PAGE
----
industry insider | Feb 1, 2019 |
Home Depot apologizes for copycat rooms; designers react

A few days after we broke the news that Home Depot had been copying designers’ work to create the renderings it used to sell product online, the company has issued a formal apology and has begun taking down the offending images.

“We’ve looked into this and found that there were issues with the use of images for inspiration and creating content. We apologize, and we’re removing the images and reviewing our process to help ensure this doesn’t happen again,” a representative for Home Depot told Business of Home. “We want to generate good relationships with these industry experts and we truly respect their talent.”

At press time, most of the copycat renderings had been taken down, with a few stragglers leading to broken links on Home Depot’s website. Among the designers whose work was allegedly copied by Home Depot were Emily Henderson, Syd and Shea McGee of Studio McGee, and Sarah Sherman Samuel—all of whom have significant followings on Pinterest and Instagram, which could possibly explain how Home Depot came to source their images in the first place.

As the mini-scandal was pinging around the internet this week, many of the designers whose work had been “borrowed” were hesitant to jump into the fray, but a few took to Instagram to vent their frustration. Toronto-based designer Allison Willson shared a picture of one of her kitchen designs alongside its Home Depot doppelgänger, along with a caption calling out the hardware giant:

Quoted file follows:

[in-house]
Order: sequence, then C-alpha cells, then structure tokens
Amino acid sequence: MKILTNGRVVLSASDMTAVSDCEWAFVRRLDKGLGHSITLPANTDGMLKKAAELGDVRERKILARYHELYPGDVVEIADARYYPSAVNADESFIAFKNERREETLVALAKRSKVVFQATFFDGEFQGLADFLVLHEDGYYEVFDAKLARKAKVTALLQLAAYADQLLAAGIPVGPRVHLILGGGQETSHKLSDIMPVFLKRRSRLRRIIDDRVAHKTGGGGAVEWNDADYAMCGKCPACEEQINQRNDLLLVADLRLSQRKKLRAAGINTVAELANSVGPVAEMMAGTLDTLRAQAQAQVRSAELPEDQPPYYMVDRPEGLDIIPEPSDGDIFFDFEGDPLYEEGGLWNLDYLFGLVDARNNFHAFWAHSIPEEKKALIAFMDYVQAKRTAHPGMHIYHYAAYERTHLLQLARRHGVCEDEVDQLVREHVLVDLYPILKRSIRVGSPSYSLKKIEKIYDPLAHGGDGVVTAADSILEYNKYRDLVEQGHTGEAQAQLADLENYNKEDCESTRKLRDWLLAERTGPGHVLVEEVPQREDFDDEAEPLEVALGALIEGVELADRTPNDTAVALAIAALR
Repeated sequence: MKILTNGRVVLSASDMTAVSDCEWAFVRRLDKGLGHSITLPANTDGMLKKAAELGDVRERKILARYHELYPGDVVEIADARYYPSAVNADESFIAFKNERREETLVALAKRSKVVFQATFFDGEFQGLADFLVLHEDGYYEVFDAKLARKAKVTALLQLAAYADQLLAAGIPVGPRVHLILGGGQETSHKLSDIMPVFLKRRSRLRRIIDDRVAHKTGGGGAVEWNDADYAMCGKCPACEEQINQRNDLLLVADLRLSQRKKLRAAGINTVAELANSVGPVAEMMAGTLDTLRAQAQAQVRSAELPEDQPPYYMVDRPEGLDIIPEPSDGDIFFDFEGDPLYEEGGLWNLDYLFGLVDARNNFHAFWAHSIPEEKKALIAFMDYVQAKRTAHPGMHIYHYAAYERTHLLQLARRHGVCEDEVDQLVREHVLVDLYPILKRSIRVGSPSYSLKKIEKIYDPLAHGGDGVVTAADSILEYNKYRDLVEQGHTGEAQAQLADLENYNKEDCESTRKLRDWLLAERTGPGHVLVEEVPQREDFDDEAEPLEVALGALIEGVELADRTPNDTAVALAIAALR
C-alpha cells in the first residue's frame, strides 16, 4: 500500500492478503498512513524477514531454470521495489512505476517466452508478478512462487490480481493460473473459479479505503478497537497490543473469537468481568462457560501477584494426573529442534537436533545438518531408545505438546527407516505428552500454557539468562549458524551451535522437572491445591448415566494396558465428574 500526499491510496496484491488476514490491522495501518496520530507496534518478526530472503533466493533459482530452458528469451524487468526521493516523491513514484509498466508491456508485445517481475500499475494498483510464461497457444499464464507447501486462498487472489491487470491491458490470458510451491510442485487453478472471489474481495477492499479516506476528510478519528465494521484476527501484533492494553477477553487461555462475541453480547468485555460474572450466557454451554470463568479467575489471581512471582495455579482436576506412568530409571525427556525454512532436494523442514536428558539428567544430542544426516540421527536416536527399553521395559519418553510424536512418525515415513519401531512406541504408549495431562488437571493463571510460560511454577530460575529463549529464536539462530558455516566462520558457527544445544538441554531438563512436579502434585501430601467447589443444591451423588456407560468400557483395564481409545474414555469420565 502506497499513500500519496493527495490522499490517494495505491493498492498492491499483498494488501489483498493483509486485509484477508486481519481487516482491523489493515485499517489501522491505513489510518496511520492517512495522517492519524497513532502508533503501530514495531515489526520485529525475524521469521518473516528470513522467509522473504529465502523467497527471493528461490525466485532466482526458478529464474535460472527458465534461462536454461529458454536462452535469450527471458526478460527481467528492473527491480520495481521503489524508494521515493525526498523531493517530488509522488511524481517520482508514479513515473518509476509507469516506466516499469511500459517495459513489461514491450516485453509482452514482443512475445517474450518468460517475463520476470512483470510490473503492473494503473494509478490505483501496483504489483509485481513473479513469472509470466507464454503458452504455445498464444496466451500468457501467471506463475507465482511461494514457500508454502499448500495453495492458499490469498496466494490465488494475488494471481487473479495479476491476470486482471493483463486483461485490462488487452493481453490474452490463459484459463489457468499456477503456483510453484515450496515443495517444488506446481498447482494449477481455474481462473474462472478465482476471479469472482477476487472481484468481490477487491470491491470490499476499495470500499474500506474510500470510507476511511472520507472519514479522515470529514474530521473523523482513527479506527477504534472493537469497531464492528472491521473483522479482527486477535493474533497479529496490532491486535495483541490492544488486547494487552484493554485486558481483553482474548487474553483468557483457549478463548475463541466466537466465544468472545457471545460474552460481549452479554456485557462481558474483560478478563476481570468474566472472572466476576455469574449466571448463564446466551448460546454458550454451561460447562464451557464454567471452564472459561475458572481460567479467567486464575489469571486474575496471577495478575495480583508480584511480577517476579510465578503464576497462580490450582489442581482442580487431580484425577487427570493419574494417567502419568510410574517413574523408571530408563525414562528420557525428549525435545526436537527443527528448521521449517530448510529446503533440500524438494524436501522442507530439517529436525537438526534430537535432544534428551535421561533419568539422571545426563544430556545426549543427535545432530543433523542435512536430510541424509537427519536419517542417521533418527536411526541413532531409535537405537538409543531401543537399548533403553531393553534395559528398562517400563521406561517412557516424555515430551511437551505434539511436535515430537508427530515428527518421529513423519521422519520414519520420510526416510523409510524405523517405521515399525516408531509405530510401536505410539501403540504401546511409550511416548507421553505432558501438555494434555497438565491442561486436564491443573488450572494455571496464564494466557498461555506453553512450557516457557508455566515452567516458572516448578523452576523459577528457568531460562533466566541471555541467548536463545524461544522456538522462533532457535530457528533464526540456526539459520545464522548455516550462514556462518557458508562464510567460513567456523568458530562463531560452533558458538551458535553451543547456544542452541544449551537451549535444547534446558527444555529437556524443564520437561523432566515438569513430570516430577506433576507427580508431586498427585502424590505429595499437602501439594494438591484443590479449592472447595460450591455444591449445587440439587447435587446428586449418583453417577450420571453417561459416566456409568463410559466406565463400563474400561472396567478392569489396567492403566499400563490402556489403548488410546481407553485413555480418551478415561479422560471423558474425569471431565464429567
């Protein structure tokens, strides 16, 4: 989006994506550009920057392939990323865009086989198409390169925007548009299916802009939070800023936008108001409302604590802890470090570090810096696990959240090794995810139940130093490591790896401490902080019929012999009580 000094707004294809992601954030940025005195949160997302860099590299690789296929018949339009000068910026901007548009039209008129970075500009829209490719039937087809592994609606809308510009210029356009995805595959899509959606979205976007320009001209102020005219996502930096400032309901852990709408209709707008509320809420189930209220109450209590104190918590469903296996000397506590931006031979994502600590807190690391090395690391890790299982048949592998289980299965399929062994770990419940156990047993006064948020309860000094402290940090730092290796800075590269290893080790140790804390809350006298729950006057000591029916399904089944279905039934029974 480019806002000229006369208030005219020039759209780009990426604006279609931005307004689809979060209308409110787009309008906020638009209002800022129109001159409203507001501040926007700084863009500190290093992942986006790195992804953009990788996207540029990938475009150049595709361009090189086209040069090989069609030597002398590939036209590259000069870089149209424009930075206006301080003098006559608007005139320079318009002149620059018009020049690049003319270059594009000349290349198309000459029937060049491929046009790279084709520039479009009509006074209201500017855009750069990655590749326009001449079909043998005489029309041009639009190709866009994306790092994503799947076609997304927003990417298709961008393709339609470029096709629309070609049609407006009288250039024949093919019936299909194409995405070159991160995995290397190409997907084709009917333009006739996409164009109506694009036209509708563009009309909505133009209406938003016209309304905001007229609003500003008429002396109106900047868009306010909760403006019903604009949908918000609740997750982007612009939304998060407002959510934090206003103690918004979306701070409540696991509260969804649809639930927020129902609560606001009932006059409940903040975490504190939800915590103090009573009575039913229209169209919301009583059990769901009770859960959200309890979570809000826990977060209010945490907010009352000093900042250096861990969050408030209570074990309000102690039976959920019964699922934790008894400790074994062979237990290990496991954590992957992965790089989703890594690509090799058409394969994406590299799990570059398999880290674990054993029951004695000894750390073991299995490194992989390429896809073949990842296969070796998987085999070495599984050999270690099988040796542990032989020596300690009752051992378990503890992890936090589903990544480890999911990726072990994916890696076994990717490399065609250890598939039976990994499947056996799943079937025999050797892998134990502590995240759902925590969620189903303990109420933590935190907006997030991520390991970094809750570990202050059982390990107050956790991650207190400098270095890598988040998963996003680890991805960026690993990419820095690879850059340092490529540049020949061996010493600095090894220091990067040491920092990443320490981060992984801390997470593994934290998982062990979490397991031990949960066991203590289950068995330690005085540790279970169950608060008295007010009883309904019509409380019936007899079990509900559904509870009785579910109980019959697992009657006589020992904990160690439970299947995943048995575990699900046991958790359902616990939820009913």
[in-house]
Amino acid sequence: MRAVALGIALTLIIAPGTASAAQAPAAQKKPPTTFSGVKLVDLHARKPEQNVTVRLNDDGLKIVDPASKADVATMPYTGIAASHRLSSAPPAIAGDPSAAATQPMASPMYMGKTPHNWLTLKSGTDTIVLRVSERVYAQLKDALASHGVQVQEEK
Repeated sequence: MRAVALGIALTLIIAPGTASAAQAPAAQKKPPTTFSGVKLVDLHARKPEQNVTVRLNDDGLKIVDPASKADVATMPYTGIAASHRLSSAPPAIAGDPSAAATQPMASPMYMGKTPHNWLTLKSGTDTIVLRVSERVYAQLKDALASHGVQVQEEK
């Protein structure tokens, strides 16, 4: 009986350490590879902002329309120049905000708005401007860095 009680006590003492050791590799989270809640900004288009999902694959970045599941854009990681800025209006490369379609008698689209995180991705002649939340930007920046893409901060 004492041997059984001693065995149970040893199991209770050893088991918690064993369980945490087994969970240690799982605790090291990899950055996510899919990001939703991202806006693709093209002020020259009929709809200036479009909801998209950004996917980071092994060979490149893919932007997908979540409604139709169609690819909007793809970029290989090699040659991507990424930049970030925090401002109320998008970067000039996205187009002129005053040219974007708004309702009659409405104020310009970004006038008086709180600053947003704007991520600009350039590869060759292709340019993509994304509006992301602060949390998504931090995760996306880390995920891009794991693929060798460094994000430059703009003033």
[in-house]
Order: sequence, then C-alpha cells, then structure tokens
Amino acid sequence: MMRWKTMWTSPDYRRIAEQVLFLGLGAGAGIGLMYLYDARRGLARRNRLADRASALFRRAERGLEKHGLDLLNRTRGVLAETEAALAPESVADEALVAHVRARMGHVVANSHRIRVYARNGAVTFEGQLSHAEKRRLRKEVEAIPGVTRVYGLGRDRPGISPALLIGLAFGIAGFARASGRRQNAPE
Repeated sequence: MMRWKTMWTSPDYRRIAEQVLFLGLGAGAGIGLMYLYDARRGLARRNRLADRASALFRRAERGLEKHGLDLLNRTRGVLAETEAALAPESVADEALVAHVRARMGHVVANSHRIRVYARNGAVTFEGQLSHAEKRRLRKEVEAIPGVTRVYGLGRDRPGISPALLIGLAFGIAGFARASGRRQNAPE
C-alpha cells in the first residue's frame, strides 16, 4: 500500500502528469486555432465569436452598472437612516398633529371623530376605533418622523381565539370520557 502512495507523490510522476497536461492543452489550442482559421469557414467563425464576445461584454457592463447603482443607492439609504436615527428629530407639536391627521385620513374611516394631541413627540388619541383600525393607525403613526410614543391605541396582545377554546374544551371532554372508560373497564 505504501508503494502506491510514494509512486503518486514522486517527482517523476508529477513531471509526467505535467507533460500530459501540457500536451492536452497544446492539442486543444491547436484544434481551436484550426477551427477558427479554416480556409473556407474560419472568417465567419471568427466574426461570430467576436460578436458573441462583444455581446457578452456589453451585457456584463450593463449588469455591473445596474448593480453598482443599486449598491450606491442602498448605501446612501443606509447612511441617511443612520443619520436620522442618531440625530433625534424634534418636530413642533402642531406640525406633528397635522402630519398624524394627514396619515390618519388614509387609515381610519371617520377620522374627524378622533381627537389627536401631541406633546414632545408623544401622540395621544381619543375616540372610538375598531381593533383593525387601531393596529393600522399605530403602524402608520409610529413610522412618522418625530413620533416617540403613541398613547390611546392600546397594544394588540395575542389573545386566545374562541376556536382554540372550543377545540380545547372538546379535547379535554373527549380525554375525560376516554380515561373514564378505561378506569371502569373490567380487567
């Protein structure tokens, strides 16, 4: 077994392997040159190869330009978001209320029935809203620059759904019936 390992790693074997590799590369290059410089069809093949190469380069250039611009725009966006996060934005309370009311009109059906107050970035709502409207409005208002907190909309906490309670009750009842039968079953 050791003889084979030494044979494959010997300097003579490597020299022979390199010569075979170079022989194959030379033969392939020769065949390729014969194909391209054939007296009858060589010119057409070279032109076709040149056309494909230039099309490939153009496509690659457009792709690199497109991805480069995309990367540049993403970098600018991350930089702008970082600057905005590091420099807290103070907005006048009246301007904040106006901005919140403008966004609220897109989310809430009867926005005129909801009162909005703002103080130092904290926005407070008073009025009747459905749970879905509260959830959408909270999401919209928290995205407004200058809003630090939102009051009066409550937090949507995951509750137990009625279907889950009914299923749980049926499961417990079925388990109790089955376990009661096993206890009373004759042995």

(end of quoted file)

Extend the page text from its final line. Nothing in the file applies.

Salt Lake City–based design firm Studio McGee had several of their designs mimicked by Home Depot. They slyly referenced Depotgate in a caption for a picture of an original kitchen, saying “Kinda offended Home Depot hasn’t ripped off this kitchen yet, but I still love it.”

Though Home Depot appears to be following up on its promise to take the renderings down, the issue has struck a nerve in a design community that has become all too accustomed to seeing its creative efforts “repurposed” on the internet. For some, the apology may be too little too late. “I think that if Home Depot wants to show that they mean what they say in wanting to work with designers and creatives, compensating them would go a long way to restore our good faith in their apology,” Toronto-based designer Meredith Heron told BOH. “Without compensating, it’s just PR spin and I’m a lot less likely to do business with them.”

Homepage photo courtesy of Shutterstock.com

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